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Handing on the Faith: College Theolgoy Society Annual Volume




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Permission has been granted by Orbis Books to include this chapter.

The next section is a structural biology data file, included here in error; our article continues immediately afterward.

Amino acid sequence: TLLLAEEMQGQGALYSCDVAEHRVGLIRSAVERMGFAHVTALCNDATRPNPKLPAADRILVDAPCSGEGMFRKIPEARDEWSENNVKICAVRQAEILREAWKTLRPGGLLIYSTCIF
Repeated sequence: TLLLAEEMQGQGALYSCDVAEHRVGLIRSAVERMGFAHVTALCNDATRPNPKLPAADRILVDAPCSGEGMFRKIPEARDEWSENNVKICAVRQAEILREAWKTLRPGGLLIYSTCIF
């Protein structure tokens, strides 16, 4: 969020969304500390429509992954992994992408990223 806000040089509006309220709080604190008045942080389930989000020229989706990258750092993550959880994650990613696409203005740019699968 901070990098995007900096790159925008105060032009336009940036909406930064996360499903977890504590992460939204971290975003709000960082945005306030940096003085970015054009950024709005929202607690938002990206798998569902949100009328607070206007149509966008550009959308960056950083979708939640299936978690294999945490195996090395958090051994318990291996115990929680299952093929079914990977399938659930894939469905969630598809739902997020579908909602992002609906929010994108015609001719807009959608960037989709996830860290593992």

I am currently a doctoral student in theology in the Department of Religious Studies at the University of Dayton, a Catholic university operated by the Society of Mary, or Marianists. I have the pleasure of teaching the mandatory introductory course for the department, which can be a complicated task on its own, given that the course is intended to introduce students to both religious studies and theology. I will, however, largely bypass this particular complication in this essay and focus instead on the challenges of what it means to hand on the faith in the college classroom. In thinking about this theme, I considered not only my experiences as a young teacher of theology, but also the way I've gone about narrating them. I have, on several occasions, found myself on an airplane explaining my vocation to a veritable stranger. There is almost always something I include when discussing my teaching life, something that I've chosen to focus on for my reflection here. I must confess that after trying to describe what I teach, I tell my conversation partner, "But I don't try to convert my students. That's not my goal." I refer to this comment and the feelings behind it as the "conversion caveat." Though I don't say it, you could almost add a "so don't worry" to this very loaded statement, as I try to anticipate and then assuage the probably nonexistent concerns of the poor soul who ended up next to a graduate student on her flight.

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